It concerns me that there is a lot of misinformation out there regarding planting tissue culture saskatoons instead of seedlings.
There are some suppliers of trees in the marketplace that are suggesting that seedlings are somehow inferior to tissue culture. We feel very strongly that this is not the case! We also feel that these comments are nothing short of fraudulent advertising on their part to stimulate sales. Their claim is that seedlings come into production later and produce less in the long term, which is completely false. there has never been a study done which has even looked at this issue. Leading saskatoon researchers say that there is little difference. The proof is in the pudding! The facts are that we have successfully supplied over one million trees to growers all across the prairies who are delighted with the results! Comments contrary to this, come from tissue culture suppliers, not from actual growers. One study indicated that we supplied 85% of all the saskatoons being planted on the prairies.
Seedlings are not widely variable as some people would suggest. Seedlings are almost entirely self pollinating and what flowers are not pollinated internally are most likely pollinated by the flower immediately adjacent ie. same cluster or same branch or same bush.
Technical people have in fact had poor results in intentionally crossing saskatoons because they are so self fertile. The result is that saskatoons are almost entirely identical to the parent. There is some evidence to suggest that Thiessen may be slightly more variable. However, Northline, Smoky and Honeywood appear to be exceptionally true to type. Occasionally a bush may exhibit traits that may be slightly different than the parent but the actual percentage of these deviants is very slight. We have also seen a similar percentage of superior saskatoons. We make the assumption in making these remarks that great care is taken to collect and grow quality F1 seed.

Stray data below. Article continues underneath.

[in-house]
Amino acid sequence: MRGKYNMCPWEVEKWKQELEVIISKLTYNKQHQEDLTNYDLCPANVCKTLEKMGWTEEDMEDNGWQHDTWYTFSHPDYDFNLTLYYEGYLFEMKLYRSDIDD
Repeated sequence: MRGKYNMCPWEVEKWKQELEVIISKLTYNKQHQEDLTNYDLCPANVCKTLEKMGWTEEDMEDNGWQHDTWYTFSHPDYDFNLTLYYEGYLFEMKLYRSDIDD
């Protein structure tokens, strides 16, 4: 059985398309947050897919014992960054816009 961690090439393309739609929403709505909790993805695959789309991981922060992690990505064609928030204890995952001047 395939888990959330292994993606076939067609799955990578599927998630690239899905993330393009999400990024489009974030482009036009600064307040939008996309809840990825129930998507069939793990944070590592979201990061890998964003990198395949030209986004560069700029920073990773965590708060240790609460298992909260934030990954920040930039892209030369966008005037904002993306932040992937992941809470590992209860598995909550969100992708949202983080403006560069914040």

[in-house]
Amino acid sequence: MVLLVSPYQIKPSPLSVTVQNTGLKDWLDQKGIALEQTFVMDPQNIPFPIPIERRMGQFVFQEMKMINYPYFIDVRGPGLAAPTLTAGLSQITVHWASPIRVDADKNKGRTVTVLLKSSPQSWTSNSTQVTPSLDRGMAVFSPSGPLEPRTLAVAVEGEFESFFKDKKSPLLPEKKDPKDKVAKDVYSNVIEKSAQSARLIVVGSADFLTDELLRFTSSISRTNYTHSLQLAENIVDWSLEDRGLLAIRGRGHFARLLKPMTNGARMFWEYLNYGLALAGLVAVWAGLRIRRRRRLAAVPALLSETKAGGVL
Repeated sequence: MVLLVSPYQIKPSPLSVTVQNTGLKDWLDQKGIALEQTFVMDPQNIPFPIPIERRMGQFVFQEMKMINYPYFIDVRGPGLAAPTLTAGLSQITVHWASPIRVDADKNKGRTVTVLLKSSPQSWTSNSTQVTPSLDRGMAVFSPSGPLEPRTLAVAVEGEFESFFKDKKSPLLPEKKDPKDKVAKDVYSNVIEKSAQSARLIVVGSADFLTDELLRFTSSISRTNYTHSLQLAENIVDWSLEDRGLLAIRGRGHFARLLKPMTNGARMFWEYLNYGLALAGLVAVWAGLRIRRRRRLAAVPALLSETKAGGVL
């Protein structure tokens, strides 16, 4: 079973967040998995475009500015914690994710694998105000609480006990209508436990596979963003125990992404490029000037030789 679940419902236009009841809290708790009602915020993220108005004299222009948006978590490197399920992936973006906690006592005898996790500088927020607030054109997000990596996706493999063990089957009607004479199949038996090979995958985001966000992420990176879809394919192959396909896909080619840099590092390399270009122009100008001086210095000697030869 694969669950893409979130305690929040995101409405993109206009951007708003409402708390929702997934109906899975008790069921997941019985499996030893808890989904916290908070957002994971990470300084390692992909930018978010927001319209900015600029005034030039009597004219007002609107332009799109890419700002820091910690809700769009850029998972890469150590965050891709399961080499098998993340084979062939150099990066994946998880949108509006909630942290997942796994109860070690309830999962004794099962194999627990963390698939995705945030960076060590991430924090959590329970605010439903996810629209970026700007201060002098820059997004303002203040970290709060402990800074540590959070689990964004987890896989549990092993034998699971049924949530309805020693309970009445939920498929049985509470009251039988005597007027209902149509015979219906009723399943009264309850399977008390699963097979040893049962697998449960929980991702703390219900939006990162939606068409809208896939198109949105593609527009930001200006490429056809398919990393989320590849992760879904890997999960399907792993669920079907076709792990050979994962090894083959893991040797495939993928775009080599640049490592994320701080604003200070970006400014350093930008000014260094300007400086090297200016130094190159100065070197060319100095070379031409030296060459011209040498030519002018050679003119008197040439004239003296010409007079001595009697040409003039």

Much of what people have seen as deviation or variablilty is saskatoon seedlings is in fact sloppiness on the part of grower in seed collection time. I have said many times "a few berries in the wrong pail account for most of what people call variability in saskatoon seedlings". More potential for mixups can occur along the way to producing the finished seedlings. We take meticulous care to insure that this does not happen at The Saskatoon Farm.
From the hundreds of thousands of saskatoon seedlings that have been distributed from our farm and have gone into orchards all across Canada in the last eight years, we have had nothing but glowing reports back to us! People report high quality fruit, uniformity and generally excellent results. To my knowledge there has never been any objective research done to even prove what the variability of seedlings is. We have talked to hundreds of growers over the years and in conjunction with our own 52 acres of orchard, we feel qualified to make the comments mentioned.
We must also therefore conclude, that the exaggerated claim about variability are simply sales tactics to deceive people into thinking that they should pay more for tissue culture for an advantage that does not exist. Some labs have gone to the extent of saying seedling orchards are less productiove and come into production later, which is 100% unethical to state and completely false. I personally believe that a long term orchard that might be around 70 to 100 years should not be entirely 100% genetically identical. A more natural and long term advantage is in fact to use seedlings. Even the tissue culture experts agree that maybe they should be using multiple strains, so why not use what nature has intended, quality F1 saskatoons grown from seed!
Please call me if you wish to discuss this issue further.